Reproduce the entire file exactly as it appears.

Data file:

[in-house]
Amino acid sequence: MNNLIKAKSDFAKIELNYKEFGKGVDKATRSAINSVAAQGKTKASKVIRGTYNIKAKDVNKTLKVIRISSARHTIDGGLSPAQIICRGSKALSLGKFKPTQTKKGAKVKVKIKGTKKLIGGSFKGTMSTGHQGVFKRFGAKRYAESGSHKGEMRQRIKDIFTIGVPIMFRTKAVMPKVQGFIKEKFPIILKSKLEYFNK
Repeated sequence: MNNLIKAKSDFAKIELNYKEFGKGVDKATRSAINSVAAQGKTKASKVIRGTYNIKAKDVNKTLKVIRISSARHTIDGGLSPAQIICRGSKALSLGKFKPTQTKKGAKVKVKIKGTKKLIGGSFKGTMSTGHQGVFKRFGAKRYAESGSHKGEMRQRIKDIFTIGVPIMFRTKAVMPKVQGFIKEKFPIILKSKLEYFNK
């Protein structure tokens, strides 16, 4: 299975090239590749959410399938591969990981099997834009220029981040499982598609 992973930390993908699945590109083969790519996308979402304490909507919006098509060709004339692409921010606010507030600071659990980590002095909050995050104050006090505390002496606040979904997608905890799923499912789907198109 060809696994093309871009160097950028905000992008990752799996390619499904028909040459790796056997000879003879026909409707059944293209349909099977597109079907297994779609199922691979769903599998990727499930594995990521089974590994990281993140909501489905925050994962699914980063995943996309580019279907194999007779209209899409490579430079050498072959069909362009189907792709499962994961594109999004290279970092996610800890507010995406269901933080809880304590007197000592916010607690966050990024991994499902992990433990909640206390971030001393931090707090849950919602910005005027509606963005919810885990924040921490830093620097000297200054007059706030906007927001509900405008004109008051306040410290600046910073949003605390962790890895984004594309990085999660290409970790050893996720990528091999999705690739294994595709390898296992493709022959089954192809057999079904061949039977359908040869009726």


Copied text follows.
[in-house]
Amino acid sequence: MNNLIKAKSDFAKIELNYKEFGKGVDKATRSAINSVAAQGKTKASKVIRGTYNIKAKDVNKTLKVIRISSARHTIDGGLSPAQIICRGSKALSLGKFKPTQTKKGAKVKVKIKGTKKLIGGSFKGTMSTGHQGVFKRFGAKRYAESGSHKGEMRQRIKDIFTIGVPIMFRTKAVMPKVQGFIKEKFPIILKSKLEYFNK
Repeated sequence: MNNLIKAKSDFAKIELNYKEFGKGVDKATRSAINSVAAQGKTKASKVIRGTYNIKAKDVNKTLKVIRISSARHTIDGGLSPAQIICRGSKALSLGKFKPTQTKKGAKVKVKIKGTKKLIGGSFKGTMSTGHQGVFKRFGAKRYAESGSHKGEMRQRIKDIFTIGVPIMFRTKAVMPKVQGFIKEKFPIILKSKLEYFNK
């Protein structure tokens, strides 16, 4: 299975090239590749959410399938591969990981099997834009220029981040499982598609 992973930390993908699945590109083969790519996308979402304490909507919006098509060709004339692409921010606010507030600071659990980590002095909050995050104050006090505390002496606040979904997608905890799923499912789907198109 060809696994093309871009160097950028905000992008990752799996390619499904028909040459790796056997000879003879026909409707059944293209349909099977597109079907297994779609199922691979769903599998990727499930594995990521089974590994990281993140909501489905925050994962699914980063995943996309580019279907194999007779209209899409490579430079050498072959069909362009189907792709499962994961594109999004290279970092996610800890507010995406269901933080809880304590007197000592916010607690966050990024991994499902992990433990909640206390971030001393931090707090849950919602910005005027509606963005919810885990924040921490830093620097000297200054007059706030906007927001509900405008004109008051306040410290600046910073949003605390962790890895984004594309990085999660290409970790050893996720990528091999999705690739294994595709390898296992493709022959089954192809057999079904061949039977359908040869009726």